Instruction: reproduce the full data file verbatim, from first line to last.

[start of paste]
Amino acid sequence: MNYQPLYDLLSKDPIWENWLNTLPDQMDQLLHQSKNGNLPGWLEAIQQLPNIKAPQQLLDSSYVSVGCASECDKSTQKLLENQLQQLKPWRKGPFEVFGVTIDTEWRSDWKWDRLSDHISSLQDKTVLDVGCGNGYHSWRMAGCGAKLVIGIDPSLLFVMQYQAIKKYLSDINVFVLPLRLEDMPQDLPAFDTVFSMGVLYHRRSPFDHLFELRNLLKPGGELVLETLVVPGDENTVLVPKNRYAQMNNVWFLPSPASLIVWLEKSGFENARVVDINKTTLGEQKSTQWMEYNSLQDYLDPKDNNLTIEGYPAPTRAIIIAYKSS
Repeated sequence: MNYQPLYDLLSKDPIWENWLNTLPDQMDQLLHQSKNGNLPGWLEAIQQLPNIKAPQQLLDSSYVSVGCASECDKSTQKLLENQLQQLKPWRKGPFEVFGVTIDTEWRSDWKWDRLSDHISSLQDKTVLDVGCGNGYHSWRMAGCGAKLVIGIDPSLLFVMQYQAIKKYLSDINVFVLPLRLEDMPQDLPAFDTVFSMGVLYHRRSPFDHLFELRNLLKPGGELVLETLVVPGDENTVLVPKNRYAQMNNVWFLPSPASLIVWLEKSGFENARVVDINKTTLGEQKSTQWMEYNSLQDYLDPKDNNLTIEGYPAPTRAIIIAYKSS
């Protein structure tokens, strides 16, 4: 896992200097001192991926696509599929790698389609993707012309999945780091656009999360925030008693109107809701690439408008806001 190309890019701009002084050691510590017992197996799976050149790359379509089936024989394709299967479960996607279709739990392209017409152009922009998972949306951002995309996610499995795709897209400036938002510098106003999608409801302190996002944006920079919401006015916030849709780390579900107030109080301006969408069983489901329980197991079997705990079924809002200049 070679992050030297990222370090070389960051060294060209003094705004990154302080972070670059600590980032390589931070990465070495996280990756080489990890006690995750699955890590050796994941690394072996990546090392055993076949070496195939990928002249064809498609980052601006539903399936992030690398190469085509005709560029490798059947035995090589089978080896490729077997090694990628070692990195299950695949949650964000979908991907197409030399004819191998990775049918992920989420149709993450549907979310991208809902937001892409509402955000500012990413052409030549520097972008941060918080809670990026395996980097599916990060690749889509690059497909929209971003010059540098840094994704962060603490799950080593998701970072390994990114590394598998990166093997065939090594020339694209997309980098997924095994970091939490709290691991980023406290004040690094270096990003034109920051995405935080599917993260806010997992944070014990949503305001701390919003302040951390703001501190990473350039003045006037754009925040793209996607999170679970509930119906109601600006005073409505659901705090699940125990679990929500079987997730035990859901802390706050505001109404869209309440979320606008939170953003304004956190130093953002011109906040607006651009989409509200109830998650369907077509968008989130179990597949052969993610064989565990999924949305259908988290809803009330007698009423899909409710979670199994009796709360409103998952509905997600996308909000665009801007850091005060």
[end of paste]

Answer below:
Amino acid sequence: MNYQPLYDLLSKDPIWENWLNTLPDQMDQLLHQSKNGNLPGWLEAIQQLPNIKAPQQLLDSSYVSVGCASECDKSTQKLLENQLQQLKPWRKGPFEVFGVTIDTEWRSDWKWDRLSDHISSLQDKTVLDVGCGNGYHSWRMAGCGAKLVIGIDPSLLFVMQYQAIKKYLSDINVFVLPLRLEDMPQDLPAFDTVFSMGVLYHRRSPFDHLFELRNLLKPGGELVLETLVVPGDENTVLVPKNRYAQMNNVWFLPSPASLIVWLEKSGFENARVVDINKTTLGEQKSTQWMEYNSLQDYLDPKDNNLTIEGYPAPTRAIIIAYKSS
Repeated sequence: MNYQPLYDLLSKDPIWENWLNTLPDQMDQLLHQSKNGNLPGWLEAIQQLPNIKAPQQLLDSSYVSVGCASECDKSTQKLLENQLQQLKPWRKGPFEVFGVTIDTEWRSDWKWDRLSDHISSLQDKTVLDVGCGNGYHSWRMAGCGAKLVIGIDPSLLFVMQYQAIKKYLSDINVFVLPLRLEDMPQDLPAFDTVFSMGVLYHRRSPFDHLFELRNLLKPGGELVLETLVVPGDENTVLVPKNRYAQMNNVWFLPSPASLIVWLEKSGFENARVVDINKTTLGEQKSTQWMEYNSLQDYLDPKDNNLTIEGYPAPTRAIIIAYKSS
């Protein structure tokens, strides 16, 4: 896992200097001192991926696509599929790698389609993707012309999945780091656009999360925030008693109107809701690439408008806001 190309890019701009002084050691510590017992197996799976050149790359379509089936024989394709299967479960996607279709739990392209017409152009922009998972949306951002995309996610499995795709897209400036938002510098106003999608409801302190996002944006920079919401006015916030849709780390579900107030109080301006969408069983489901329980197991079997705990079924809002200049 070679992050030297990222370090070389960051060294060209003094705004990154302080972070670059600590980032390589931070990465070495996280990756080489990890006690995750699955890590050796994941690394072996990546090392055993076949070496195939990928002249064809498609980052601006539903399936992030690398190469085509005709560029490798059947035995090589089978080896490729077997090694990628070692990195299950695949949650964000979908991907197409030399004819191998990775049918992920989420149709993450549907979310991208809902937001892409509402955000500012990413052409030549520097972008941060918080809670990026395996980097599916990060690749889509690059497909929209971003010059540098840094994704962060603490799950080593998701970072390994990114590394598998990166093997065939090594020339694209997309980098997924095994970091939490709290691991980023406290004040690094270096990003034109920051995405935080599917993260806010997992944070014990949503305001701390919003302040951390703001501190990473350039003045006037754009925040793209996607999170679970509930119906109601600006005073409505659901705090699940125990679990929500079987997730035990859901802390706050505001109404869209309440979320606008939170953003304004956190130093953002011109906040607006651009989409509200109830998650369907077509968008989130179990597949052969993610064989565990999924949305259908988290809803009330007698009423899909409710979670199994009796709360409103998952509905997600996308909000665009801007850091005060």